scanning electron microscopy, transmission electron microscopy, Fourier transform infrared, UV-Vis
absorption (UV) spectroscopy and photoluminescence (PL) spectroscopy. The results suggest that PVP
plays an important role in the preparation of ZnO nanorods. The UV absorption spectrum showed PVP
increases the UV-shielding ability but doesn’t influence the transparency in the visible light region. A
weak UV emission at 353 nm of PL spectra exhibit the surface of ZnO nanorods is passivated and
oxygen-related defects is supplied by PVP.
Abstract: Sm2O3 optical thin films were prepared by hydrothermal method using samarium dichloride as
source material. The influence of preparation temperature on the crystallinity, morphology and optical
properties of Sm2O3 thin film were investigated. The as-fabricated thin films were characterized by X-ray
diffraction, atomic force microscopy and spectrophotometer. Results show that the prepared thin film is
Sm2O3 crystallites thin film with compact and uniform surface microstructures. Transmittance curve
displays that the Sm2O3 crystallites thin films are transparent to visible and infrared light; and possess
excellent absorbency of UV light. With the increase of deposition temperature, the crystallinity and
optical properties of the prepared Sm2O3 thin film are improved. With the increase of hydrothermal
temperature from 170 °C to 185 °C, the bandgap of the thin film increase from 2.88 eV to 2.95 eV.
Abstract: WO3 sol was prepared through the sol-gel process. Ethanol, acetone and SiO2 sol were added to
the WO3 sol. The WO3 thin films on glass substrate were obtained with the hybrid sol by the dip-coating
technique, and then were heat-treated at different temperatures for a certain time. X-ray diffractometer
and scanning electron microscope were used to characterize the crystal structure and surface morphology
of these coatings. Visible light transmittance changes of the thin films irradiated under UV light were
measured with UV spectrometer. The experimental results demonstrated that photochromic effect,
hardness and uniformity of thin films were improved when the thin films are obtained with the hybrid sol.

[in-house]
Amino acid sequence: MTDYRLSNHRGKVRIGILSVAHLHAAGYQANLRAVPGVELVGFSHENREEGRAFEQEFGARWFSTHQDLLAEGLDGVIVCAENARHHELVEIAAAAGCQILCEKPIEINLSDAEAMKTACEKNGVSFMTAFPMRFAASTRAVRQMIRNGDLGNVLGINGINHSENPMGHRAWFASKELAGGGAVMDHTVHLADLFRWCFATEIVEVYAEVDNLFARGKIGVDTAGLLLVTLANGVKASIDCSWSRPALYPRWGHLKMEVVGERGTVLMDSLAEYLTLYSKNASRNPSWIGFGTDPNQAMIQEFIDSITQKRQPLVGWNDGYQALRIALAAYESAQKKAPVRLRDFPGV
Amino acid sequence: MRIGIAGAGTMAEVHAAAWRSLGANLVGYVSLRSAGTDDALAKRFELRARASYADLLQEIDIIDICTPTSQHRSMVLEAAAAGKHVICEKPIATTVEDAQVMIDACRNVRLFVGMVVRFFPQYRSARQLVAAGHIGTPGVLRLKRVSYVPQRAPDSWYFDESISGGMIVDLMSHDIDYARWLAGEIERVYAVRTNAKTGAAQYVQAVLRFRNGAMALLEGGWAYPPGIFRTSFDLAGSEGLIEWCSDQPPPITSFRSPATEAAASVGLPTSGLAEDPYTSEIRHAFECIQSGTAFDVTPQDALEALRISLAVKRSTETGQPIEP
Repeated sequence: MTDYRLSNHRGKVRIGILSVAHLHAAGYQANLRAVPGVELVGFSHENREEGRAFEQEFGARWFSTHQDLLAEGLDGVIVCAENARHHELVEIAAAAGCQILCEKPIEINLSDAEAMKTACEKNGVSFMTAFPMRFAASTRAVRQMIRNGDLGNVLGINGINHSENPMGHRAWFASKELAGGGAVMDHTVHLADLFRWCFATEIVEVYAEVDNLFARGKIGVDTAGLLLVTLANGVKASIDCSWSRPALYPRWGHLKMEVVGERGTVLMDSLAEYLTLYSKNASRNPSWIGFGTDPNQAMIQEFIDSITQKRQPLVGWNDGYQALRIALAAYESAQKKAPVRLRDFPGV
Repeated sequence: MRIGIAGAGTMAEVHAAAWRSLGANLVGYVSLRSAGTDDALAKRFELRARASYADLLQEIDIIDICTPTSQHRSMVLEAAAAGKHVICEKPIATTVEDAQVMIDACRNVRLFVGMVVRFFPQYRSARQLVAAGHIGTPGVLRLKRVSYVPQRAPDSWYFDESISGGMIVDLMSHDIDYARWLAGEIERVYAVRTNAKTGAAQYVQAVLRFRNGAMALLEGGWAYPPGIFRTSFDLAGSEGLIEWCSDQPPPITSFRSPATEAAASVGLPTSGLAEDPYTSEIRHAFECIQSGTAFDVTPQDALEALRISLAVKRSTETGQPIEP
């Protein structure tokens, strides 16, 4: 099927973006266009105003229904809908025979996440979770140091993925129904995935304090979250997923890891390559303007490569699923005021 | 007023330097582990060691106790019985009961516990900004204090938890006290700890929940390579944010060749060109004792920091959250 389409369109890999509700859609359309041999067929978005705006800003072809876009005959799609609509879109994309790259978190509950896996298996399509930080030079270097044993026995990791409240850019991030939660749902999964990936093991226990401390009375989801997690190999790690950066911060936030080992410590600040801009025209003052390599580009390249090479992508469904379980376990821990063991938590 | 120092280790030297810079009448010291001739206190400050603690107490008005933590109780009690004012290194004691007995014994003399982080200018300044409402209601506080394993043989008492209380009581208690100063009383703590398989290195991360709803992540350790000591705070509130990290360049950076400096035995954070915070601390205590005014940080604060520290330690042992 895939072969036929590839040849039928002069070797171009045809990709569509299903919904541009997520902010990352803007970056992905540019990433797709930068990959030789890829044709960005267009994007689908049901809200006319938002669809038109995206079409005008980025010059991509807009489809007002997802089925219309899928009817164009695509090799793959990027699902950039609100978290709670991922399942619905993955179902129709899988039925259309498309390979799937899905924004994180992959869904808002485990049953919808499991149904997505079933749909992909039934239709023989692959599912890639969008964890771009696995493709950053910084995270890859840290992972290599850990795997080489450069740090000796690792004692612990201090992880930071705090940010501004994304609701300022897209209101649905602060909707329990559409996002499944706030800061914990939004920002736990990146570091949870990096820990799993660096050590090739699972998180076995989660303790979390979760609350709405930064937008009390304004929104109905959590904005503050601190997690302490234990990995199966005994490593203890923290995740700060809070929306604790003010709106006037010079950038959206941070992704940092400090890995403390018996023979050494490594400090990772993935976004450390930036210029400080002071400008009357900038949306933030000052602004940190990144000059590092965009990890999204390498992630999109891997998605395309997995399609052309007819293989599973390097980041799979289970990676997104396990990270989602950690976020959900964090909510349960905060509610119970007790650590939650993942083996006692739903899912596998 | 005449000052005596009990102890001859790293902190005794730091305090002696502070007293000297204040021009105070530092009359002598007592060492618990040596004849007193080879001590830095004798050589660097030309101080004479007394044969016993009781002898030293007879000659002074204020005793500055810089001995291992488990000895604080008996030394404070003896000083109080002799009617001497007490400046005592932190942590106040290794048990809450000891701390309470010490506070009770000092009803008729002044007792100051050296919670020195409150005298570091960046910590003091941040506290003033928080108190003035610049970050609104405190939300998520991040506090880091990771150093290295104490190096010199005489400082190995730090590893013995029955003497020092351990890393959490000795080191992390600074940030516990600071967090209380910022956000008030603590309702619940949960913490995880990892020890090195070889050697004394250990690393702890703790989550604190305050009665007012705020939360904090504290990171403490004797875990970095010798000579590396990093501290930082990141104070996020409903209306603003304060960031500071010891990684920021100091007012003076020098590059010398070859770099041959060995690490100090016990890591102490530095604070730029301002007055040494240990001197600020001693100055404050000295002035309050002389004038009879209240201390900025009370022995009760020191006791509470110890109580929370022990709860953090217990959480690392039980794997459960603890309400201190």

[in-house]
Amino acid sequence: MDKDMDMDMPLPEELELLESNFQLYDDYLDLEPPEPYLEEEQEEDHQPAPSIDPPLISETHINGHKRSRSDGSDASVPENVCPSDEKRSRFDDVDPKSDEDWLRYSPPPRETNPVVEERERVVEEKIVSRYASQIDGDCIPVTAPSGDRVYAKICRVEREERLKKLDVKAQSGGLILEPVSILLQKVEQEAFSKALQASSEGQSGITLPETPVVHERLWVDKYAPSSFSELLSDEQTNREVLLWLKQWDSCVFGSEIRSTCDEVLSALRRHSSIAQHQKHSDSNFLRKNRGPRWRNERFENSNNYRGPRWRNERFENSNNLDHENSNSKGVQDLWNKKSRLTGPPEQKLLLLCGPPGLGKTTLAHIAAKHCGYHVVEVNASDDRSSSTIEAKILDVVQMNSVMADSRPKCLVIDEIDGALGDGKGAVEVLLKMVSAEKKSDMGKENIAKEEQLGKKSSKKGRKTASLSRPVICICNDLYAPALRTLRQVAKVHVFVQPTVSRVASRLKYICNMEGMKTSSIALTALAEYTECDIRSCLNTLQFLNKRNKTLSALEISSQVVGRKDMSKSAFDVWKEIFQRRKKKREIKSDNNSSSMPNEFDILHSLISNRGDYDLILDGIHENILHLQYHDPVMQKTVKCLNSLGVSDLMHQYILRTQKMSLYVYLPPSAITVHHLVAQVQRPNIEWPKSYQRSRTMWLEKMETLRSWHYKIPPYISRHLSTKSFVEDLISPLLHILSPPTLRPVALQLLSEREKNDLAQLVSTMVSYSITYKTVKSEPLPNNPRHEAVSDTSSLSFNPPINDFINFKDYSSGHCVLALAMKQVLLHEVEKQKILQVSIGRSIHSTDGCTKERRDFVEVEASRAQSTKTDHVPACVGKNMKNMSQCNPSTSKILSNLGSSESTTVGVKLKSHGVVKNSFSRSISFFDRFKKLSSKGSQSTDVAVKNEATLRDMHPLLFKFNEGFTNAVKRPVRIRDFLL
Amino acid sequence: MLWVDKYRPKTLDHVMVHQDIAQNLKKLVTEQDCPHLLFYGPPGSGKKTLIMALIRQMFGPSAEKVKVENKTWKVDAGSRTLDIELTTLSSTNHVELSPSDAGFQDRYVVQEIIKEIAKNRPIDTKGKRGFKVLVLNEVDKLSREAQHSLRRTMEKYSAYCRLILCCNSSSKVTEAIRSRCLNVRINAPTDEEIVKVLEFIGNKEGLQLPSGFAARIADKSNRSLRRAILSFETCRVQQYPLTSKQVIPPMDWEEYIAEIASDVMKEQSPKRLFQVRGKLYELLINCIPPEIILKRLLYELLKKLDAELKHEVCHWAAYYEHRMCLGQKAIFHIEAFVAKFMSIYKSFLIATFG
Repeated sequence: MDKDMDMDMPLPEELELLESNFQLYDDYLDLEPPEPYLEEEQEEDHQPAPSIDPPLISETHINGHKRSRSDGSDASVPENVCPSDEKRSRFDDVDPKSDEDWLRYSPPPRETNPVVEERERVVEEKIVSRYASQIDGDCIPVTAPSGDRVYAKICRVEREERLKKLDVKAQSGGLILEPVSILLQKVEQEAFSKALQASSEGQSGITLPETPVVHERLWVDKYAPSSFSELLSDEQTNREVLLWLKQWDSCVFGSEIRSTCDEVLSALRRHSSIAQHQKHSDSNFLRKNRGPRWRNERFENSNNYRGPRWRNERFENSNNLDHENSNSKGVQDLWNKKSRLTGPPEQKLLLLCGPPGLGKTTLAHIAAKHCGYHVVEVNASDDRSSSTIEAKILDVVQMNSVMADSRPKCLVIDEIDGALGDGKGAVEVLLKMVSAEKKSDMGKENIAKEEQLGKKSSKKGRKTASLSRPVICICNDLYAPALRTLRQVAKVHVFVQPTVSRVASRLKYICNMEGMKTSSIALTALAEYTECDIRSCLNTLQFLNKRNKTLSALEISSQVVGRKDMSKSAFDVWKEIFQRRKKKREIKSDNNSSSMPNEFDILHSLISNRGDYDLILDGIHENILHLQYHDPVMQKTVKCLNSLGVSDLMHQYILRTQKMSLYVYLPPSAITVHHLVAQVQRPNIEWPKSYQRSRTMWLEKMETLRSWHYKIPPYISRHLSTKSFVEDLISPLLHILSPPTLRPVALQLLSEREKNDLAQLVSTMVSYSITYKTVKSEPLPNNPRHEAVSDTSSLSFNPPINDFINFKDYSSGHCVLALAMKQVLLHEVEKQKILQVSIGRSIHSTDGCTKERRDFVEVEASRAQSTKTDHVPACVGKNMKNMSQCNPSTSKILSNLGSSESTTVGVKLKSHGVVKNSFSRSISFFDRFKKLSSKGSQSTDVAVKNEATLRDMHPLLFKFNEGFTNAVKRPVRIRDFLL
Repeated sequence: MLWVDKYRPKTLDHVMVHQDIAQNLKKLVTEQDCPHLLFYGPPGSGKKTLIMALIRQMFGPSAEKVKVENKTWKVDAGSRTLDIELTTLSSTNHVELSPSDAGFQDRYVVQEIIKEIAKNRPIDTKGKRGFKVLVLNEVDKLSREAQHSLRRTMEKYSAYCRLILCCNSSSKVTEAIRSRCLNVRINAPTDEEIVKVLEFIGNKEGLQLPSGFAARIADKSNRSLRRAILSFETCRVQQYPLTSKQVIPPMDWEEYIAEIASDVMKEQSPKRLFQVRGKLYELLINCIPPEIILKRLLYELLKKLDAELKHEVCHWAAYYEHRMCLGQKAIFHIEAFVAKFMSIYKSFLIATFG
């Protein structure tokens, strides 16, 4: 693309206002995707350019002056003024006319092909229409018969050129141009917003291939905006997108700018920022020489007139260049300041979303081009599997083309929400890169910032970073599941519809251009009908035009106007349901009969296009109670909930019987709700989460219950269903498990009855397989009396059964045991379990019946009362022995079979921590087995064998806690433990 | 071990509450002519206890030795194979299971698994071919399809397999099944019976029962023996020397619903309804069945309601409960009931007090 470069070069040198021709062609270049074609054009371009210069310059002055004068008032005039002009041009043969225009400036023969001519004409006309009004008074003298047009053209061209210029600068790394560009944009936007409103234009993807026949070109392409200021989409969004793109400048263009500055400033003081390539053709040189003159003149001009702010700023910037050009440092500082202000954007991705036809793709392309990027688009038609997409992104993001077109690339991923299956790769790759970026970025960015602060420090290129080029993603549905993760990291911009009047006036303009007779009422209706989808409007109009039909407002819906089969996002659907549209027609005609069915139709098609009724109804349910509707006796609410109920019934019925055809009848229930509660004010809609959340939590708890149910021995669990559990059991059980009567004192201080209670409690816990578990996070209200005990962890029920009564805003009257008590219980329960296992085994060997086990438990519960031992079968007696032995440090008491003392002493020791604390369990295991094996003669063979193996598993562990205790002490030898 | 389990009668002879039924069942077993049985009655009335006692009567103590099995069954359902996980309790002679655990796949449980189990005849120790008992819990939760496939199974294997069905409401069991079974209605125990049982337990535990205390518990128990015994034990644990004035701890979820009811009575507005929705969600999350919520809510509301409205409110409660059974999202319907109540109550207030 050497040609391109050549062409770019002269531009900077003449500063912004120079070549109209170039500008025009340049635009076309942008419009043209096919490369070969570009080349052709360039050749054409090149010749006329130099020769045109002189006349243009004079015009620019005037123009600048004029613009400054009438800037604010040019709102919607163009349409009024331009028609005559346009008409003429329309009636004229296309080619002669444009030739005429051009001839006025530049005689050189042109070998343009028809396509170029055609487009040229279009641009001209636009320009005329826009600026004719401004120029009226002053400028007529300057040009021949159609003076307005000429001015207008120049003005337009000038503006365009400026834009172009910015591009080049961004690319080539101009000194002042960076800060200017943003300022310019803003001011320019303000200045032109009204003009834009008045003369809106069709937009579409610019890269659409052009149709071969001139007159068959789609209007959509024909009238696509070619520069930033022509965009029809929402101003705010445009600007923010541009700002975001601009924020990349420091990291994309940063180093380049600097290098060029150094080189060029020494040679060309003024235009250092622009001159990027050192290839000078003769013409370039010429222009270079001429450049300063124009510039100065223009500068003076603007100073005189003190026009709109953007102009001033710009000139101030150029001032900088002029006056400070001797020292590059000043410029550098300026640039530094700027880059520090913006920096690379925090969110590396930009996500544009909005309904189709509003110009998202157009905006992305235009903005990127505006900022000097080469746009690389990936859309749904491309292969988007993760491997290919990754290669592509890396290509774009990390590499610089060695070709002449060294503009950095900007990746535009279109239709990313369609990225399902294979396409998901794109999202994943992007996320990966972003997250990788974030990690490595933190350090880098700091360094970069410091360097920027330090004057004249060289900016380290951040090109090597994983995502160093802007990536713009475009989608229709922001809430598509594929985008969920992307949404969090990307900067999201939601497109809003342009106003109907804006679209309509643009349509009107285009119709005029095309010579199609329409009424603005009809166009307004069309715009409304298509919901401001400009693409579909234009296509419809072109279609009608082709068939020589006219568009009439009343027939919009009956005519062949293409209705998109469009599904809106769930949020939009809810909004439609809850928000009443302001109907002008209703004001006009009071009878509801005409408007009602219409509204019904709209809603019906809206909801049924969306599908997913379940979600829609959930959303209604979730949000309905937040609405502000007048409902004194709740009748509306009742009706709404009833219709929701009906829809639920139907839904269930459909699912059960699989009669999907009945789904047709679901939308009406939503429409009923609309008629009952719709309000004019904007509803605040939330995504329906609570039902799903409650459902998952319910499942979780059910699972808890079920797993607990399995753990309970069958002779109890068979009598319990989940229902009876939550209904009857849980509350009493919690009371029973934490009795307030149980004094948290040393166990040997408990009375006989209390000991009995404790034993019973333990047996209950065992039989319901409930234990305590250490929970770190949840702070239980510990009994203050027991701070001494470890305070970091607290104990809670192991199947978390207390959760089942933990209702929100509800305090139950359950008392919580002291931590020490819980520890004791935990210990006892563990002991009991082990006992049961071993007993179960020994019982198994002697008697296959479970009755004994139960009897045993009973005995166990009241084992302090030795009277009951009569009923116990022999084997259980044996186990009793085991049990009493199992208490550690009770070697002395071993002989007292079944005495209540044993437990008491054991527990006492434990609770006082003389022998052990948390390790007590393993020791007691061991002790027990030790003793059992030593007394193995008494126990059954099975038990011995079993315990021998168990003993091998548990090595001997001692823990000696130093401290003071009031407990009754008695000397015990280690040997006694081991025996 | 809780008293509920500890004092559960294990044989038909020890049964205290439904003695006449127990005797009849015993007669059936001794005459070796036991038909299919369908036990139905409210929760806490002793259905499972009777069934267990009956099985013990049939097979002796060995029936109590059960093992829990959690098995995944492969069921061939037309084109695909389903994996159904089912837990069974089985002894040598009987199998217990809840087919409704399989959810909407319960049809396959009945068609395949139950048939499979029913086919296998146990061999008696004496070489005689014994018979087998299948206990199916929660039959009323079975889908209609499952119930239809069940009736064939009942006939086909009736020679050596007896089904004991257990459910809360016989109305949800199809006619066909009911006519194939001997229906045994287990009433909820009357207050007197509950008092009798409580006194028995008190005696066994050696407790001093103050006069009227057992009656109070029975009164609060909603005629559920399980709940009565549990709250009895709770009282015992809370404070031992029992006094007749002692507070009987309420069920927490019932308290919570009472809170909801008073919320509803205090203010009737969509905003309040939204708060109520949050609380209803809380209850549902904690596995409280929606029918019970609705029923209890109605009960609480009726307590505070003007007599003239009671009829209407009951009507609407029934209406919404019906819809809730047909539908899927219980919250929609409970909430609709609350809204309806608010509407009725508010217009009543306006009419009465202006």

Abstract: This work studies the effects of microstructure and relative density on the dielectric constant of
porous silica prepared by two different techniques: gelcasting of suspension (GCS) and gelcasting of
foams (GCF). Both routes are carried out from the preparation of silica suspension containing starch
granules. In GCS route, the resultant suspensions were heated for consolidation, while in GCF route, the
suspension was foamed before consolidation. The results indicated that the dielectric constant of porous
silica was obviously determined by relative density, but scarcely influenced by microstructure. The
logarithmic fitting equation lnε = ρ·lnεs was a good model to describe the relationship between the
dielectric constant and the relative density of porous silica prepared by both GCS and GCF routes.
Abstract: Porous silica was prepared by selective leaching of metakaolinite with 20 mass% HCl solution.
The metakaolinite was derived from the 1:1 layered structure clay mineral kaolinite by firing at 600°C for
24 h. The characteristics of porous silica were studied. The content of Al2O3 in metakaolinite was sharply
changed from 45% to less than 2% after 2 h leaching. The maximum specific surface area of the leached
sample was about 350 m2/g. The average pore size is about 2 nm. The total pore volume is 0.3 ml/g. The
layer structure of kaolinite and metakaolinite is responsible for forming micropores.